Thursday, February 28, 2008

slowly and with great love

I found this snippet in a series of notes from a long essay I am writing about working with my friend Karen.

My entire professional life has been based on the needs of others, real or imagined. I’ve built communities in college dorms, directed the formation of young leaders, directed trips into caves and climbs above the treetops. I’ve attended courses on snow and ice rescue, backcountry cooking, suicide intervention, basic first aid, learned how to deal with drunk people and how to teach church school. It’s been my professional honor to have students wake me in the night with tears and a need to talk, and I’ve welcomed them with hot tea and boxes of tissues. Those jobs were nearly twenty years ago and still I miss life in the dorm, the late-night discussions I hated to leave and the students I invariably grew to love. I miss the intimacy of life in a big rowdy group, and I think I always will.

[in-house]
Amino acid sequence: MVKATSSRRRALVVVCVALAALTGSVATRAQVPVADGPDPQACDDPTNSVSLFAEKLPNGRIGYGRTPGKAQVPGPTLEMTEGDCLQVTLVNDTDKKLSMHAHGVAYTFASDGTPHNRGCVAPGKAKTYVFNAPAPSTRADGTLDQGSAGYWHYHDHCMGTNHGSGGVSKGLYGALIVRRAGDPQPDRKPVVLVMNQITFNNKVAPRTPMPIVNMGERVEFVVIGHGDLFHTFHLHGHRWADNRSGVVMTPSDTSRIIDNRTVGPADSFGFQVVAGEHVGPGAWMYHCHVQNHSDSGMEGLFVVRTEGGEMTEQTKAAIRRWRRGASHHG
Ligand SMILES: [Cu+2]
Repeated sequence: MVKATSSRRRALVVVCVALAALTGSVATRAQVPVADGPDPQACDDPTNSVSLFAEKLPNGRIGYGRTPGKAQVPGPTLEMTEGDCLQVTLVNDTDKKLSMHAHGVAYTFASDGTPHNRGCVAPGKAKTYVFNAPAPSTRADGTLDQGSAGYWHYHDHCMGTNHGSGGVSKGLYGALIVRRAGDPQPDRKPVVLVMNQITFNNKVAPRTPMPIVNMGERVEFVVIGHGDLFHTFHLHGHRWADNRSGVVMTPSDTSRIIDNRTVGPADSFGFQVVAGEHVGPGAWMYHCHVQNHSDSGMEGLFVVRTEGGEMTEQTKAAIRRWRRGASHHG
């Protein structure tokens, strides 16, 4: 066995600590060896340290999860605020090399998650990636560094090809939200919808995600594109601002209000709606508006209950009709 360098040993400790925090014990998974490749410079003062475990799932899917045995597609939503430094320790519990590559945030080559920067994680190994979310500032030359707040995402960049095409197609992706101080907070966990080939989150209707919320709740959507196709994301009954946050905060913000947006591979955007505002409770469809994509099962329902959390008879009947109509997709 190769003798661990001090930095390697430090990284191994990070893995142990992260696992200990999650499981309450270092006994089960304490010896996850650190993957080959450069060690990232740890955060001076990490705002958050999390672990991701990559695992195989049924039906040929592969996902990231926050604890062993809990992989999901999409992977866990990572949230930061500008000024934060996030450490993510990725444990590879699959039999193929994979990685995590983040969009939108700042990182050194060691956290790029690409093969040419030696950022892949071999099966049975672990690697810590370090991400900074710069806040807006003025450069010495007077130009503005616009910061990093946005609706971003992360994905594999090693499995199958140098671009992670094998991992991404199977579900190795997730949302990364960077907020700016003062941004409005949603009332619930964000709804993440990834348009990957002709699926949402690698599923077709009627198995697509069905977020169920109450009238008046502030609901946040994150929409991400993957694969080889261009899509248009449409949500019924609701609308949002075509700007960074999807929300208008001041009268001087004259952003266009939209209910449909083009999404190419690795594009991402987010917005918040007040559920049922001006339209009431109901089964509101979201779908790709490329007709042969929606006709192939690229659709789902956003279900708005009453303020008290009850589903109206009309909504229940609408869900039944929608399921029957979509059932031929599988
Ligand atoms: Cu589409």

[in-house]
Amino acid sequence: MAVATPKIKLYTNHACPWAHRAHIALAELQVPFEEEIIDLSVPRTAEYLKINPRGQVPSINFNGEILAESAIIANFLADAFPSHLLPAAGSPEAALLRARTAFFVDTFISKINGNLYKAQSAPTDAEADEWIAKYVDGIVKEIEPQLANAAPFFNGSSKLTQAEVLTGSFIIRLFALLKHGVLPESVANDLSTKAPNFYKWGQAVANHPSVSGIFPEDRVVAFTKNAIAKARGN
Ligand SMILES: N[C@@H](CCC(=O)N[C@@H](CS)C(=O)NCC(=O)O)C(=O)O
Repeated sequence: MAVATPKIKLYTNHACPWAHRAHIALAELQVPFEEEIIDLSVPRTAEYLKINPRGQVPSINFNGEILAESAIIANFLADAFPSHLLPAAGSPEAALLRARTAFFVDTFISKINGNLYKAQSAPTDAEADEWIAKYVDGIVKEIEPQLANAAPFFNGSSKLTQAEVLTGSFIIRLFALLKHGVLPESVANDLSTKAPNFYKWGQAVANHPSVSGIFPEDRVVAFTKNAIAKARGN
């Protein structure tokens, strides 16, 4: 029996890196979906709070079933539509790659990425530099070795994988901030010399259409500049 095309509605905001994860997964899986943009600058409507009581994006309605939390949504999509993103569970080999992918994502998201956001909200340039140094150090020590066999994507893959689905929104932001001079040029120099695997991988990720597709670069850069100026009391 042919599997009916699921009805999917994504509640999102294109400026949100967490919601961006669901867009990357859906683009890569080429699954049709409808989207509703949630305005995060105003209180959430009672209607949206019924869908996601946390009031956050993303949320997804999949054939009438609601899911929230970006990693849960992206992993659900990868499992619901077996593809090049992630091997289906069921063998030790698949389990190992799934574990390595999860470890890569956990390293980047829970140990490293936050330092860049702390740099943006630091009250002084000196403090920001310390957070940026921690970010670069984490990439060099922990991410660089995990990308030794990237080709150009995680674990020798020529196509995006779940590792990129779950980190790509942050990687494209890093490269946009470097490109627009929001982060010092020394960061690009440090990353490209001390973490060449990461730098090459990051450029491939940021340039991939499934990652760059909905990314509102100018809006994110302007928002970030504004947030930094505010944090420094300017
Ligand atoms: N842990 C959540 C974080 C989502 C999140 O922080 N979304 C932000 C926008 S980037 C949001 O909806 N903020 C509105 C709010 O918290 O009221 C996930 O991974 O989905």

Motherhood offered the next breath of group intimacy in my life—seven pregnant women joined ranks for a yoga class at our local hospital, and we agreed to meet weekly for tea and conversation. Somehow we met for three years, through nursing and toddlerhood and onto the next round of pregnancies. Bit by bit, the women in our group continued to move away to less expensive parts of the country until there are only two of us here now. But for a few years, I took time to sit, to sip slowly, to watch babies faces change, to get to know people’s stories. Even now, the friend I spent all those nursing hours with is almost too busy to reach. When we get together, there is always a sense of hurry, no matter how we fight it.